This post is one I have been excited to write for awhile. Since I started the series The Parenting Tech Toolbox, I have been highlighting the devices and services we use to manage technology with our children, tweens and teens.
We use the tool I’m writing about today on the daily, and it has been a GAME CHANGER! It is called Bark, and it has revolutionized how I monitor technology in our family.
Here’s how it works. You connect your child’s device to Bark so that it can backup text messages, and then you connect every single online account your child owns – school email, personal email, social media, Google, etc. Bark then continually monitors all of your child’s online activity for concerning content. It scans their text messages, web searches, social media activity, YouTube videos and anything stored in Google Drive. Then, if the Bark algorithm flags an activity, it sends you an email or text, depending on your self-selected settings.
Bark flags activity that contains or indicates depression, self-harm, sexual content, profanity, alcohol/drugs, and violence among other things. Their algorithm is so impressive! It even flags intent within texts. For instance, it will flag a text that says “I just can’t do this anymore” or “I’m so lonely” as depression. It also flags questions like “How old are you?” as a potential Risky Contact. The longer we use Bark, the more impressed I am with their technology!
One of the awesome things about Bark is that because it is account based, it follows your child wherever they go online, no matter what device they are on. This has been great for us this year because our kids have received school-issued Chromebooks that they use during the day. The district doesn’t allow parents to install monitoring software on the computer itself, however, we connected our children’s school email accounts to Bark, which allows Bark to monitor their Google searches, email, YouTube activity and Google Hangout chats.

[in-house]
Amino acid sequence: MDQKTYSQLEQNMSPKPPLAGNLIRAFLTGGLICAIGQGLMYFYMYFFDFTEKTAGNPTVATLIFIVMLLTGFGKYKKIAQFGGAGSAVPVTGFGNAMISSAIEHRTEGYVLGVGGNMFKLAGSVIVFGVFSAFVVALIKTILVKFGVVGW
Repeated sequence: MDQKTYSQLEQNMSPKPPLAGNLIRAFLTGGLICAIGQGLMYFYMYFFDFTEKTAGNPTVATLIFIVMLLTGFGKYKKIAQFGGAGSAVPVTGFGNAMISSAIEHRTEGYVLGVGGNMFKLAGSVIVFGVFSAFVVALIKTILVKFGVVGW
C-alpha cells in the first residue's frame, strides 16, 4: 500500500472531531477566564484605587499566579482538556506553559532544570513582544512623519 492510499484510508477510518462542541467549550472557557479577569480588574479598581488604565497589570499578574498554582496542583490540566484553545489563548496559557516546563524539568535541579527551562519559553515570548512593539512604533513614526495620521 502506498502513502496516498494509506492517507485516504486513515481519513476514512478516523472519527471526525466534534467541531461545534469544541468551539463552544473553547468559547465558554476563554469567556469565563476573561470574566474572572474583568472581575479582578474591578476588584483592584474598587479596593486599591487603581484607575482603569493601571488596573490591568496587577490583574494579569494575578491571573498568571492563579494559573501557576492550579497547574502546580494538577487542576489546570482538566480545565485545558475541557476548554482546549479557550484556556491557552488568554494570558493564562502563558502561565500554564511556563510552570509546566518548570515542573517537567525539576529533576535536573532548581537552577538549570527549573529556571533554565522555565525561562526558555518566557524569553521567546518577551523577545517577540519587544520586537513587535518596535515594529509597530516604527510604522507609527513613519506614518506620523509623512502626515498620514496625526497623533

We have layers of parental controls set up on all of our devices, so the majority of the really bad stuff never gets through to our kids. However, there is still plenty of opportunity for indiscretion online, even if it isn’t involving material considered explicit.
Examples of how Bark has protected our people over the last year.
– A flagged text alerted us to a bullying situation
– A flagged email alerted us that one of our teens had created a new account
– A flagged Google search alerted us to a situation that was going on at school
– Flagged content on Pinterest alerted us about an issue a teen was researching
Some of these situations led to consequences, but most of them just led to really good conversations and teaching opportunities.
Depending on the ages of your kiddos, the goal of managing technology is different. When they are young, the goal is straight protection, and everything just needs to be locked down for their own safety. As your children move to their teen years, the goal shifts to teaching them how to manage technology for themselves. As they earn trust, certain restrictions can be loosened, and they can be given more freedom. A couple that has influenced our parenting a great deal advises parents to, “Train your kids, don’t chain them.” This is a balance we continually work to achieve. With some kids, it has gone well, and they have earned more freedom. With others, their freedom continues to remain sparse, and their lives look a bit more “chained.”
Bark has been an extraordinary tool for helping us keep a pulse on our tweens and teen’s online activity. It has made the task of managing technology in our home exceedingly easier, and it has provided us with peace of mind knowing that while I can’t read every text, view every search or scan every Pinterest page, Bark is!
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